The agency must be able to develop a three-year roadmap with KPIs for Years 1, 2 and 3. This must be supported with what needs to be done, how it will be measured, what corrective action will be taken should KPIs be missed, and how much all this will cost (at least an estimate).
NEVER look at social media on a short-term basis where campaigns are planned individually, with no tie-in to a long-term plan.
Now would also be a good time to manage your expectations; don’t worry if you don’t see immediate results in social media, it is a LONG-TERM plan that requires hard work, passion and perseverance.
5) Can create content
Content is not just King. It’s Jack, Queen and King! I hope I made my point.
Let’s digress – the bedrock of being on social media is offering value in a relevant manner. How do you do that? With content or functionality (more about this in another article).
It is therefore important that the agency understands this and has people that can create engaging content – even better if they have someone on the team who has writing experience.
Social media cannot be implemented and managed in isolation from all other marketing and communications activities. It must be part of the initial planning stages, not a by-the-way-let’s-do-something-for-social effort.
In fact, social can even lead the way for suitable campaigns! The agency must understand how other forms of media and communications work and be able to add value and integrate social media … which brings us to the next point.
7) Can play nice
If you’re hiring a boutique agency, then you need to ensure it has good work ethics and can play well with other agencies.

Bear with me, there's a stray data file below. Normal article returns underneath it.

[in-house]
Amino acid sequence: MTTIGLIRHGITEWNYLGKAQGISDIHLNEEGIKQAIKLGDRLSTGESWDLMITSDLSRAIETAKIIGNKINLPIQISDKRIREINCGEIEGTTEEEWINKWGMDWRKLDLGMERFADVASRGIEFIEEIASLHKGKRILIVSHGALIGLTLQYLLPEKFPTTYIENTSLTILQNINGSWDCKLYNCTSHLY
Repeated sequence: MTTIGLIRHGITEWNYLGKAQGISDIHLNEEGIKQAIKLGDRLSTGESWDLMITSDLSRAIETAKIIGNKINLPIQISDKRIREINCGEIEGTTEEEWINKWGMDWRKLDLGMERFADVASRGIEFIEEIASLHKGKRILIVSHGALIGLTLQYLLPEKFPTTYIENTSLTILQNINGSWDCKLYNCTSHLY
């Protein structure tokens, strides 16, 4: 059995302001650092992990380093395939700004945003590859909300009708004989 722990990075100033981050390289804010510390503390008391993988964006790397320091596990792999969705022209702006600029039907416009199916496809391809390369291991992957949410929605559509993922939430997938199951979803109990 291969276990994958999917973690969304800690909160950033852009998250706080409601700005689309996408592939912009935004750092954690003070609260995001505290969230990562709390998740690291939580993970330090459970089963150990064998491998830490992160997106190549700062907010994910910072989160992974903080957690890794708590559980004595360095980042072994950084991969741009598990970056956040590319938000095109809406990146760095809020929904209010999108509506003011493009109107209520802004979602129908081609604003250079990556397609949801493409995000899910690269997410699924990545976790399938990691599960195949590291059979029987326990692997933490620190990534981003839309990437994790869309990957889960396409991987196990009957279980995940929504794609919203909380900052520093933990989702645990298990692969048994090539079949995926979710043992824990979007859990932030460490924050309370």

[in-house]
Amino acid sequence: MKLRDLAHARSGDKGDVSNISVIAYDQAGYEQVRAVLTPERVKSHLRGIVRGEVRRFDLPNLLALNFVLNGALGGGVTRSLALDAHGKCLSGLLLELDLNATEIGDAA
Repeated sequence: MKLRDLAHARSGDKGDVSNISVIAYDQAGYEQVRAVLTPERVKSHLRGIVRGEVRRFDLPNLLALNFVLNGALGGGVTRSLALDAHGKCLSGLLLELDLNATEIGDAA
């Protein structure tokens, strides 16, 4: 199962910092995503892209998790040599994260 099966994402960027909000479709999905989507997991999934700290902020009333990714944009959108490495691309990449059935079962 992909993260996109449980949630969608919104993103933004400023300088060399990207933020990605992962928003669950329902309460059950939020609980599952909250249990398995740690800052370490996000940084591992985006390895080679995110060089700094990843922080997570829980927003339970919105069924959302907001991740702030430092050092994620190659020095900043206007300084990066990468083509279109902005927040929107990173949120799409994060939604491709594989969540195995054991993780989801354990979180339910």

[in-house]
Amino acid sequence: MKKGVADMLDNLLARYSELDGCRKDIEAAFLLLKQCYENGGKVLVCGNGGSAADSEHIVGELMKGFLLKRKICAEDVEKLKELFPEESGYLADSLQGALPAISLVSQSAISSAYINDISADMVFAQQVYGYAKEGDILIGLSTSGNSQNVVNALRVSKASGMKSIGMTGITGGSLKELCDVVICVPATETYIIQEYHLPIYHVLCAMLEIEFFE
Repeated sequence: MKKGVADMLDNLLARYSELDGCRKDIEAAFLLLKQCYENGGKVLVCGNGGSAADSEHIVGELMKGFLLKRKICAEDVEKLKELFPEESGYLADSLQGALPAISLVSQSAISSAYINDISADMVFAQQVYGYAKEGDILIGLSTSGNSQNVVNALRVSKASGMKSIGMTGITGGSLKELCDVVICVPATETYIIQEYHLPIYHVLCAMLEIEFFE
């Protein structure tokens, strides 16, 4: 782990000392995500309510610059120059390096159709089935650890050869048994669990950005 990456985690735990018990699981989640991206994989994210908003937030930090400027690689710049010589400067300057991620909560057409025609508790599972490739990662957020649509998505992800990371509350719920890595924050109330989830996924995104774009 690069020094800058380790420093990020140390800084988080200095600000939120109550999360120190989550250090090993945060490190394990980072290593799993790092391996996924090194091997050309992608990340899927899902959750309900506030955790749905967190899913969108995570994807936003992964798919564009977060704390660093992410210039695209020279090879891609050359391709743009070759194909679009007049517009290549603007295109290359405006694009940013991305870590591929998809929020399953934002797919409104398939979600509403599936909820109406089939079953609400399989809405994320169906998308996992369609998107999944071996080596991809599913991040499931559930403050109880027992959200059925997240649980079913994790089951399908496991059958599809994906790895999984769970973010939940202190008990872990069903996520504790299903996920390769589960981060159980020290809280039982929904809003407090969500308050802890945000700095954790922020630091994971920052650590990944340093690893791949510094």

Yes, I understand nobody will be able to spot this before actually working together, but at least do your homework: Ask around and get market feedback, speak to its current clients, assess the personality of the agency’s leaders, etc.
When I was with a boutique agency, it was critical that we worked well with the other agencies to ensure the success of our client. It’s tough and requires great people skills (check your ego at the door)!
8) Ability to say no
This is easier said than done but it is really important. It took me some time to learn how to say no to crazy ideas that clients sometimes come up with.
What you need to do is be cognizant of how your agency responds to all of your ideas. If the agency’s people agree with everything, then you should be worried because either they don’t care and just want to earn as much as possible, or they don’t know any better (then why are you paying them?).
As a client it may be hard to accept a ‘no’ or you may be tempted to feel ‘I know better than you’, but let’s agree that you hired an agency to guide you, no?
Weed ‘em out
I hope these eight points will at least help you with your decision-making process by weeding out the ninjas.
If you have gone through this process and have other parameters, do share it in the Comments section for all to learn.
Jagdish Singh is an ex-banker turned marketing and communications specialist with a deep interest in brands using technology and data to meet business objectives, and has been on both sides of the client/ agency divide.